On Jan. 26, 2009, the general Chinese population had more to think about than just another Monday. It was a day of celebration, of welcoming a brand new year. Qi Fu, a graduate student in educational psychology, generously shared her experiences revolving around what is commonly termed "the most important of the traditional Chinese holidays".
It is the Year of the Ox, last seen in 1997. The Ox is a power symbol symbolizing prosperity through hard work.
"The Ox year means a lot to me, and my mother, because she and I were both born in an Ox year," said Fu.
It's kind of like this year is our year" -Qi Fu
In honor of the Chinese New Year, a Knoxville celebration was held on Saturday evening for two and a half hours at the Alumni Memorial Building. According to Fu's guess, approximately 400 people showed up to watch various groups perform. Groups such as Wahlum Kung Fu (Northern Praying Mantis Kung Fu of Knoxville), the East TN Chinese School, Knoxville Chinese Church School, and the Chinese Students Association.
Fu was born in Beijing and is an international student who came to America last August. This was the first New Year spent away from her home country, and she spent it with only her boyfriend.
She said, "In the past our families did come together to cook New Year's Eve dinner and watch the celebration performance on TV."
Fu's family also used to shoot off fireworks, until a government policy restricted the allowable area and time frame for shooting them off. "We lost our interest of doing that then," she added.
In regards to food, Fu pointed out that there are "so many kinds of Chinese dishes" but that her family has always enjoyed eating her favorite: dumplings.
With my mind dancing around oriental meals, I ventured out to the new Asian supermarket, Sunshine Supermarket, located on Kingston between Gallaher View and Walker Springs. I wanted to find out more about the grocery store that Fu said she goes to one to three times per week.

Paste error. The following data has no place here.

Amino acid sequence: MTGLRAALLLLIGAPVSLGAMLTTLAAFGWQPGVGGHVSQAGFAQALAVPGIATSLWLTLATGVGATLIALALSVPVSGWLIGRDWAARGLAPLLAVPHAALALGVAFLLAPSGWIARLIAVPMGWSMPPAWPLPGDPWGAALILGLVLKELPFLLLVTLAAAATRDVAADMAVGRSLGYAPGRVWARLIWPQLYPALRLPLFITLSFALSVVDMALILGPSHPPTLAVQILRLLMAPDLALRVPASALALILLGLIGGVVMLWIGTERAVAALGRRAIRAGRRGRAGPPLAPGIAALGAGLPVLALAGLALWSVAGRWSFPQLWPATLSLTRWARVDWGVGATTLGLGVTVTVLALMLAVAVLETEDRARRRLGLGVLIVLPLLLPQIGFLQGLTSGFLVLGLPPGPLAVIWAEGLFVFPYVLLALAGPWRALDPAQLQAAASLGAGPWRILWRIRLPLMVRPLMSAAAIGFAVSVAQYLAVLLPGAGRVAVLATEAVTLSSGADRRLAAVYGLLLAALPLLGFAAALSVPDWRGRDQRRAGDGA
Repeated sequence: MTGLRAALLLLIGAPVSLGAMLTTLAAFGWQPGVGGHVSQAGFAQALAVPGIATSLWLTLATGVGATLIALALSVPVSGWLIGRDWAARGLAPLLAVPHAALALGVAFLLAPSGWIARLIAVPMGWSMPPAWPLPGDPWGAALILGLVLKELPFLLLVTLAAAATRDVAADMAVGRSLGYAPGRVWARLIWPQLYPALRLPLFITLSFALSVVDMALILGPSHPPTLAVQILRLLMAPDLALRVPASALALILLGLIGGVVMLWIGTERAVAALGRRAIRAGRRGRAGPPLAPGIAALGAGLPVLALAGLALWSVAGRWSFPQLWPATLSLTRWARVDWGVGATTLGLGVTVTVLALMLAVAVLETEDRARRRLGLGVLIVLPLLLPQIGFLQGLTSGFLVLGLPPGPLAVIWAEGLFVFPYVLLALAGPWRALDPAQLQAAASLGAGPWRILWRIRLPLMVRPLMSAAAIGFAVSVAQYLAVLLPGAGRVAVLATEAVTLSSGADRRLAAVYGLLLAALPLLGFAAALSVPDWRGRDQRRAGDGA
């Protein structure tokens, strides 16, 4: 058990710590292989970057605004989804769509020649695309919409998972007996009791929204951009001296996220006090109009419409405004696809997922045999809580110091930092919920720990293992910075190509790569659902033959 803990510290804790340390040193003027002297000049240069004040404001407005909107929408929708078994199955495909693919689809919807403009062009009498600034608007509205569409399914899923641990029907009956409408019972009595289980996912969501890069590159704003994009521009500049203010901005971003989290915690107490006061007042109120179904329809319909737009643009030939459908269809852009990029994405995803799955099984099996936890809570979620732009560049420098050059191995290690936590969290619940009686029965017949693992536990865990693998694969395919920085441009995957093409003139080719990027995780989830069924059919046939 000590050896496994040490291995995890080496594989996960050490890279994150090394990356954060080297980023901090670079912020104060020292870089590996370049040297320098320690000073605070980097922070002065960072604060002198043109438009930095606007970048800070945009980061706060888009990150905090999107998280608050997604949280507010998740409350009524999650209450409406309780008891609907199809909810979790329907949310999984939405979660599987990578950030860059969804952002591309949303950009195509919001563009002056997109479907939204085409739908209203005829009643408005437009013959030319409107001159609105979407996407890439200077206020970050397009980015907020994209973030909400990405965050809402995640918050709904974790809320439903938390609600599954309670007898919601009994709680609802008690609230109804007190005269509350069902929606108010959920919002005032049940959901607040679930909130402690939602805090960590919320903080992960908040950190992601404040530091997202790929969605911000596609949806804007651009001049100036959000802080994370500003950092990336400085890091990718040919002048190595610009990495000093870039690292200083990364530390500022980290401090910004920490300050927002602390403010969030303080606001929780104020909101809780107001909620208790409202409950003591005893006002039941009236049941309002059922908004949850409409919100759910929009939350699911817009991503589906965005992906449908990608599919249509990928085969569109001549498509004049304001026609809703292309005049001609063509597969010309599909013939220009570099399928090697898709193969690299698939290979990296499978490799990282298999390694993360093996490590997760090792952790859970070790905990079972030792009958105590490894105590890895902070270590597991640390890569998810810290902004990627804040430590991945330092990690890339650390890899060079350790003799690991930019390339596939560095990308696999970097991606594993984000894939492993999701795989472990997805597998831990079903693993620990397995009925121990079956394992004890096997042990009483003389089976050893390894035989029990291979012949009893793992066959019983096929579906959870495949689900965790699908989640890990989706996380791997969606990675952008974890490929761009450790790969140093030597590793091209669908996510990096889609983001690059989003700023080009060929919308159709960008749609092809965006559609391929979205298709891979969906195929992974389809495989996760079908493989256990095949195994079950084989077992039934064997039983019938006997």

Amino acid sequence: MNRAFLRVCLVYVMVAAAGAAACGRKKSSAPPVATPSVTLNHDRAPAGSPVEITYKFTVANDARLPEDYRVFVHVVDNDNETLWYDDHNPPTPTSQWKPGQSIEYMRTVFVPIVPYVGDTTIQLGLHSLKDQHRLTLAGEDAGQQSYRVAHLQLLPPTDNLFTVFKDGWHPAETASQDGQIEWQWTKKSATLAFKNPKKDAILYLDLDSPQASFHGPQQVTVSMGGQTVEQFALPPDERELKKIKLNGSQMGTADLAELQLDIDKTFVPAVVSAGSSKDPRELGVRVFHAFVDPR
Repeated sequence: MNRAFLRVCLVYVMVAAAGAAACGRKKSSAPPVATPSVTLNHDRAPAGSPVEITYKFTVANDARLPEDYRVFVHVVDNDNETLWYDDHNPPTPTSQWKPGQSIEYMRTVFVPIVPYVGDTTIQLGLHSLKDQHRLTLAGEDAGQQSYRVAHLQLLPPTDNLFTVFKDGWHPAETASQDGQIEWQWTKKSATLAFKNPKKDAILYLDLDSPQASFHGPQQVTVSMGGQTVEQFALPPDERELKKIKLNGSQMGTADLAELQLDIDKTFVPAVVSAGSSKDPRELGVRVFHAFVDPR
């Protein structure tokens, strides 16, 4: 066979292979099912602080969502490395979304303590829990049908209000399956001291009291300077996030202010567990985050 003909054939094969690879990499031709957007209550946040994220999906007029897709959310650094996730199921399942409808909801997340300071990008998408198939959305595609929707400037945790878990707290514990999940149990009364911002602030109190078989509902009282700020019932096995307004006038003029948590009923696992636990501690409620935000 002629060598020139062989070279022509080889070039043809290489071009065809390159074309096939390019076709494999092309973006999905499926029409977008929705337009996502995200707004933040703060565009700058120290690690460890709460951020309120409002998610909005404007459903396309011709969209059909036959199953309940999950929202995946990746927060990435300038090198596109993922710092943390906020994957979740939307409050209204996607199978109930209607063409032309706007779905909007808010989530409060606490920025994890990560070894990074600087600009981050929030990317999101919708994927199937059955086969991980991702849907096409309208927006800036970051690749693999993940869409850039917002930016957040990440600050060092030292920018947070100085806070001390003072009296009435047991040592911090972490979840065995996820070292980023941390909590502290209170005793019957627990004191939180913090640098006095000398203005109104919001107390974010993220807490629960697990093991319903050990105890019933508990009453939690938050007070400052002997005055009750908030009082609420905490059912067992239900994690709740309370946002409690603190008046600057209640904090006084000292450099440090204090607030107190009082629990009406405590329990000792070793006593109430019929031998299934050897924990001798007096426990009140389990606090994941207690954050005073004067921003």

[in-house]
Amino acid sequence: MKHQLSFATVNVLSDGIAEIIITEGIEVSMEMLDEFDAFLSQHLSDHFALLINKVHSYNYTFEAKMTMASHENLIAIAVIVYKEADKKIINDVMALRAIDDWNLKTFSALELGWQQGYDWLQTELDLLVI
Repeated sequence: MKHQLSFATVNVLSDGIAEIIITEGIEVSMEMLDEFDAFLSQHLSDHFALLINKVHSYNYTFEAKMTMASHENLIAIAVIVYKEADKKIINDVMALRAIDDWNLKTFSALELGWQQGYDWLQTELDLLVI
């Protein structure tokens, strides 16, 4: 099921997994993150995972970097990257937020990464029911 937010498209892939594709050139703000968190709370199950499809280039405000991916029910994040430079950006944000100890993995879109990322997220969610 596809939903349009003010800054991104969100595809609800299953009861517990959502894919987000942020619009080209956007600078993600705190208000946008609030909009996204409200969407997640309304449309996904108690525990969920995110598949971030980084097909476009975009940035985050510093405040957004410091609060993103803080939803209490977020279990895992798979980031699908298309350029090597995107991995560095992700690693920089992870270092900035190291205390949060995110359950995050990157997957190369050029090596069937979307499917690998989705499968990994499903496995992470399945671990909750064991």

It looked tiny in comparison to a Wal*Mart or Kroger, but when considering that each row was stock full of foreign goods it seemed much larger. Sunshine Supermarket carried items that only a non-American market would: cow feet for $1.29/lb, Kimbo-brand dumplings for $2.99 each, soft-shell turtle for $6.65, grouper fish head, dried instant cuttle fish, and packaged jellyfish.
As a rather non-adventurous eater, I sought any type of food that appealed to my non-cultured senses. I found gigantic cream wafers, cookies, multi-grain crackers, and even a 4lb jar of Jif-brand peanut butter for $4.99.
Fu commented that the supermarket is "huge" and said, "I can find almost everything I need there, maybe not in my favorite brand [as] in China. . . [but] I think many of them are directly imported from China, so I'm familiar with them."
Staring from behind the seafood counter were lobsters in tanks; located in the display cases were many kinds of fish and shrimp.
I gave into purchasing a Pineapple Bun from the Oriental Bakery, (yes I realize this may not be the most "un-American item") and at the checkout lane I asked about the amount of customers they had around the Chinese New Year.
Jade Hung, the bagger, told me that the place was really crowded, especially on New Year's Eve. She said that most people bought various types of vegetables and decorative red envelopes.
It has now been more than a week since the advent of the Year of the Ox, and with devotion and hard work, we can anticipate universal prosperity.
Fu added, "We all hope for health, happiness and good luck in this whole year, and also, [that] the economic depression will be gone quickly!"